Prime Minister, David Cameron, has set business a target of increasing exports by £1 trillion by 2020, but, if a recent reported comment by business secretary Vince Cable is accurate, businesses cannot expect any help from Government to do so.

So what is a small or a middle-sized business with little or no export experience outside the EU but with the potential to expand overseas to do?

Well actually, there is at least some Government help via the auspices of UKTI (UK Trade and Industry) which acts as a facilitator in organising trade missions to specific countries and pointers to local contacts and to the local issues to be aware or wary of.

Its website also has a very useful page called “where to go next” which details all the issues that a business will need to address to minimise and protect from risks.  These include legal advice on local employment, tax and other issues, insurance, access to export finance (including services provided by UK Export Finance) and specialist advice on risk and security.

While a business may be able to find all this expertise  relatively easily in London, it can be harder for businesses in the regions and the one glaring piece missing from the whole jigsaw puzzle is the existence of experts who can project manage or help a business to organise all these additional aspects.

Has your business considered moving into export markets? How difficult do you find organising all the elements?  Where have you gone for help?

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Banks, Lenders & Investors Business Development & Marketing General Rescue, Restructuring & Recovery Turnaround

Is Starting a Business in a Recession Wise or Foolish?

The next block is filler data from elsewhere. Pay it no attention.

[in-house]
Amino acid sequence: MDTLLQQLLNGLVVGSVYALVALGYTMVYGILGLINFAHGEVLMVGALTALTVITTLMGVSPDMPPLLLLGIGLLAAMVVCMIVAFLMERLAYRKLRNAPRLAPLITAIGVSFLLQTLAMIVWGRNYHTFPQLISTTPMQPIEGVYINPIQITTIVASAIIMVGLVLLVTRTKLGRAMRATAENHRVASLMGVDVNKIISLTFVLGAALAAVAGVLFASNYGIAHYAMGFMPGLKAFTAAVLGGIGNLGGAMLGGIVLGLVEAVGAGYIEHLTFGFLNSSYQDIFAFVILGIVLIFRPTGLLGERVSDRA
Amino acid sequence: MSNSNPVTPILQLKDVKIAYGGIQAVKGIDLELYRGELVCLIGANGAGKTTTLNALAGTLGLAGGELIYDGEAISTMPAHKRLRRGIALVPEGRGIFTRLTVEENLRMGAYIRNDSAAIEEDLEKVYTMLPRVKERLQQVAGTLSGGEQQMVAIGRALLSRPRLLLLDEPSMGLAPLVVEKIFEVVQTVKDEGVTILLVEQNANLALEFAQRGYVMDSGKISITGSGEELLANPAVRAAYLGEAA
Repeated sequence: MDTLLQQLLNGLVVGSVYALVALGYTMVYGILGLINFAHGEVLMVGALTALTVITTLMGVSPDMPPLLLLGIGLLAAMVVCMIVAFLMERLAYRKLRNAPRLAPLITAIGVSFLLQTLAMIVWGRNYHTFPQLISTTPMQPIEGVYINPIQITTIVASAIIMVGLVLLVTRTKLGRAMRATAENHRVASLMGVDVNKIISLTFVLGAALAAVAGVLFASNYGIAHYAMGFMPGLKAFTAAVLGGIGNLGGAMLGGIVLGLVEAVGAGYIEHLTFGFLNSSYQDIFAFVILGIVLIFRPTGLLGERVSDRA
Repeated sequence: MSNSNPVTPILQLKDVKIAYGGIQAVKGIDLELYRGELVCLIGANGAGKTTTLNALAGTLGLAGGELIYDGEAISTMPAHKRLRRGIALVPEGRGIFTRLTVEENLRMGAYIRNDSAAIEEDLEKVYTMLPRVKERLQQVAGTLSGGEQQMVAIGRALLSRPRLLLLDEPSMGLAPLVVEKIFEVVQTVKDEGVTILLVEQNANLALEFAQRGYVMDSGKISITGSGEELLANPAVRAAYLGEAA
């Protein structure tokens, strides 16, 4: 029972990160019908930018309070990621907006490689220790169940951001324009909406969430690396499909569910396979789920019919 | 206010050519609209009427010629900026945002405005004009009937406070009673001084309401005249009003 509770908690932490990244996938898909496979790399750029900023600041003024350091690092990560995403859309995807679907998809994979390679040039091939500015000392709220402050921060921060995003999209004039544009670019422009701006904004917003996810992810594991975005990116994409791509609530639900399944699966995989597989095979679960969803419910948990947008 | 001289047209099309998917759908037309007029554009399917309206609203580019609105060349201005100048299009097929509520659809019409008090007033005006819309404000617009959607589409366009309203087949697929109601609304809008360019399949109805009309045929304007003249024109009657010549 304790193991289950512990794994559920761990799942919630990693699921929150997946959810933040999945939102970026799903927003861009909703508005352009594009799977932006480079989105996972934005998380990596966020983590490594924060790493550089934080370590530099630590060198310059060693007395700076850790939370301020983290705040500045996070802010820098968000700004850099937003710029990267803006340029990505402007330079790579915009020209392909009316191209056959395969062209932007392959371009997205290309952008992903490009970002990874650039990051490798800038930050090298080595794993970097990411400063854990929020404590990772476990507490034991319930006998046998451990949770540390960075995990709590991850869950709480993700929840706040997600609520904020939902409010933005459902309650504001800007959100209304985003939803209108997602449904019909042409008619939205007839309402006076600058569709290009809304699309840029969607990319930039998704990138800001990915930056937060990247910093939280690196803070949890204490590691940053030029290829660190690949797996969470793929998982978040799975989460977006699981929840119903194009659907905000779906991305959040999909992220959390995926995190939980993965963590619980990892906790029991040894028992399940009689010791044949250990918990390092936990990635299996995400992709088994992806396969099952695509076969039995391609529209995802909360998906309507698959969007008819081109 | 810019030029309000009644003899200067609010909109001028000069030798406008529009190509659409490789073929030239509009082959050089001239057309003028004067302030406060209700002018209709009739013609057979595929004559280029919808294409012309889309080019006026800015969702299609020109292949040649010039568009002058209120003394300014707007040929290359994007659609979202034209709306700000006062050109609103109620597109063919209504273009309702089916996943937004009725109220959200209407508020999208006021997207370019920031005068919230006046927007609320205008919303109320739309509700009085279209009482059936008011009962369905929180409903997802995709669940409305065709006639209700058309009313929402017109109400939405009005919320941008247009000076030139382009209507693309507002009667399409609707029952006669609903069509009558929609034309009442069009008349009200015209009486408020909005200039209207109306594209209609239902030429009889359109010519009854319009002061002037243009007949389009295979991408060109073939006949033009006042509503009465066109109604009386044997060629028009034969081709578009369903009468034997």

It is no secret that the Government is relying on SMEs to stimulate both the economic recovery and jobs.
Lord Young, senior adviser to the Prime Minister, is on record as saying that a recession may actually be a good time to start a small business on the grounds that wages are low, competition may have fallen by the wayside and premises, too, may also be cheaper to get.
That’s all well and good but there is more to starting a business than having a bright idea and the passion and motivation to get started.
There are a number of other factors to consider, especially where the business is something new and innovative and therefore unlikely to raise finance from currently risk-averse banks and investors.
A start-up must carry out research, identify potential customers, set sensible targets and put all of this into a business plan.  If it needs finance it should consider alternatives to the mainstream sources, whether these are friends and family, partnering with existing firms, seed funding, crowd funding or business angels and also investigate what grants and special concessions may be available that will help in the first year or two of trading.
A mentor or business guardian to help set the path and keep things on track can also make the difference between success and failure.  It’s impossible for a novice to do everything themselves without support and joining local business networks can also be a valuable source of advice and support.